How Do You Trade This World? That Is the Question to Answer

John Hussman writes:

Examine the points in history that the Shiller P/E has been above 18, the S&P 500 has been within 2% of a 4-year high, 60% above a 4-year low, and more than 8% above its 52-week average, advisory bulls have exceeded 45%, with bears less than 27%, and the 10-year Treasury yield has been above its level of 20-weeks prior. While there are numerous similar ways to define an “overvalued, overbought, overbullish, rising-yields” syndrome, there are five small clusters of this one in the post-war record: November-December 1972, July-August 1987, a cluster between late-1999 and early 2000, early 2007, and today. The first four instances preceded the four most violent market declines in the post-war record, though each permitted a few percent of additional upside progress before those declines began in earnest. We do not know what will happen in the present instance, particularly over the short-run. But on the basis of this and a broad ensemble of additional evidence, we estimate that the likelihood of deep losses overwhelms the likelihood of durable gains. To ignore those four prior outcomes as “too small a sample” is like standing directly underneath a falling anvil, on the logic that falling anvils are an extremely rare occurrence.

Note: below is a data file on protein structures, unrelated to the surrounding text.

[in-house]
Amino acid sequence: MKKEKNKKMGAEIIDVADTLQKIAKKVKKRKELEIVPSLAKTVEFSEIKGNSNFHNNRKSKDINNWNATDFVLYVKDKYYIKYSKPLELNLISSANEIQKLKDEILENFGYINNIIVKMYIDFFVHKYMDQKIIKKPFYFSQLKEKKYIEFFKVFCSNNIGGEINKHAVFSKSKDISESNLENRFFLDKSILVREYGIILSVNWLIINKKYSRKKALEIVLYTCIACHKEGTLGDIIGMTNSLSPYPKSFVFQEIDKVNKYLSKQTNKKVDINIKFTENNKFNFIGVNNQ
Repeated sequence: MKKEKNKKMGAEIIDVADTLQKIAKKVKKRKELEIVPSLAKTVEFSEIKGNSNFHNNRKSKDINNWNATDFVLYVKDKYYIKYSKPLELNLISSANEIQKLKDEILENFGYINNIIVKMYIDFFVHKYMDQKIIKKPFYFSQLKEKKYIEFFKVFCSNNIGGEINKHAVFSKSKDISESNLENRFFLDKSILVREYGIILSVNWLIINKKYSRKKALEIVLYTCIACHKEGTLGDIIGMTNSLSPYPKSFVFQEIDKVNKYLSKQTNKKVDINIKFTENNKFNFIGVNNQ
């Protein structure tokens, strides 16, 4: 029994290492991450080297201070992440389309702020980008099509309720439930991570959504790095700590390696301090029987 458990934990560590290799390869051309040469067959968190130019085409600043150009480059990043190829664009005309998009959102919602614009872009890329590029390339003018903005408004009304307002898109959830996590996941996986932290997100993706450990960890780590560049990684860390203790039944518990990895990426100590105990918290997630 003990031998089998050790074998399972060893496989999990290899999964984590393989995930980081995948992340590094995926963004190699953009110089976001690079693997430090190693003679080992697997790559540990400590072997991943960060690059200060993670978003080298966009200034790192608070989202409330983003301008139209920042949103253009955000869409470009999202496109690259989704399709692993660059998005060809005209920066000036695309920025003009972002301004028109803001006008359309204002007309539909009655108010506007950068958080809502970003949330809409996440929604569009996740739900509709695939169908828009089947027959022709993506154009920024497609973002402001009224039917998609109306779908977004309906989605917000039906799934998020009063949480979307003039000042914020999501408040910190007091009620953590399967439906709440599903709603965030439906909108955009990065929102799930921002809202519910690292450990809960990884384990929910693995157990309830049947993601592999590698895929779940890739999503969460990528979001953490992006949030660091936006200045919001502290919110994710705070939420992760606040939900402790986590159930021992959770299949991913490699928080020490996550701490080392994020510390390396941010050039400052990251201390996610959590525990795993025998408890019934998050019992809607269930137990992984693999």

How best to trade that world? That is the question to answer. I propose trend following.

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You might like my 2017 epic release: Trend Following: How to Make a Fortune in Bull, Bear and Black Swan Markets (Fifth Edition). Revised and extended with twice as much content.

2 thoughts on “How Do You Trade This World? That Is the Question to Answer

  1. Any chance of having Mr.Hussman on Podcast? It would be insightful to hear his argument on the weaknesses of trend following.

  2. Hopefully in the near future. In terms of TF weaknesses … isn’t the best judge of that the decades of TF performance track records that abound?

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